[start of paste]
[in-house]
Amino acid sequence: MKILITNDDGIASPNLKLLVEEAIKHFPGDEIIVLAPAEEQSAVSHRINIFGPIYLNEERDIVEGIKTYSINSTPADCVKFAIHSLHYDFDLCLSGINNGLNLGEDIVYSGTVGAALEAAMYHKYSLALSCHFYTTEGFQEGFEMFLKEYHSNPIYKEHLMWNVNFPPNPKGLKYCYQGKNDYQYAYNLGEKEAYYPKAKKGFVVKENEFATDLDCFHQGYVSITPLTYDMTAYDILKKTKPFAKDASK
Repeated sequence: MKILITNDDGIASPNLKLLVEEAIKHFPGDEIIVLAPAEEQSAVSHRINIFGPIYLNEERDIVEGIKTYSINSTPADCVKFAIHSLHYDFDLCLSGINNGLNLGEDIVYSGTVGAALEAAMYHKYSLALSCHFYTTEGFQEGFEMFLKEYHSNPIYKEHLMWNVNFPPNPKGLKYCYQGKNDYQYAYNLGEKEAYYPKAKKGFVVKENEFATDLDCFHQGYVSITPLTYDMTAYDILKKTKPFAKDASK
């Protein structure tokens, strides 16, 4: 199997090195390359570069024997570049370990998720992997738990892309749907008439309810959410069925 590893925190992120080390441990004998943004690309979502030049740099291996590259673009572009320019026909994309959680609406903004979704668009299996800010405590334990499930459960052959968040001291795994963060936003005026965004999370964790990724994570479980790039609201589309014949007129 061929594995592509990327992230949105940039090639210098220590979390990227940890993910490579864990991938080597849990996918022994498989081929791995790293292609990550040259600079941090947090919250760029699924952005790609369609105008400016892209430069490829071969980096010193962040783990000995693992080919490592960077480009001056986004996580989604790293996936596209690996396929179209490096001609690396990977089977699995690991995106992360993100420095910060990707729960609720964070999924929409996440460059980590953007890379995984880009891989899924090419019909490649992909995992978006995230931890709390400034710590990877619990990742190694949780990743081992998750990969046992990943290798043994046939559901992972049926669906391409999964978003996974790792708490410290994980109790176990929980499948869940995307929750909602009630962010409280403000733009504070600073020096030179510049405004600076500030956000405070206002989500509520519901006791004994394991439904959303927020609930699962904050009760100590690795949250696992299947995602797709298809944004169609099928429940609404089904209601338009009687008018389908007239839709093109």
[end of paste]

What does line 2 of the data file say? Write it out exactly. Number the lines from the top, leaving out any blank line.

Amino acid sequence: MKILITNDDGIASPNLKLLVEEAIKHFPGDEIIVLAPAEEQSAVSHRINIFGPIYLNEERDIVEGIKTYSINSTPADCVKFAIHSLHYDFDLCLSGINNGLNLGEDIVYSGTVGAALEAAMYHKYSLALSCHFYTTEGFQEGFEMFLKEYHSNPIYKEHLMWNVNFPPNPKGLKYCYQGKNDYQYAYNLGEKEAYYPKAKKGFVVKENEFATDLDCFHQGYVSITPLTYDMTAYDILKKTKPFAKDASK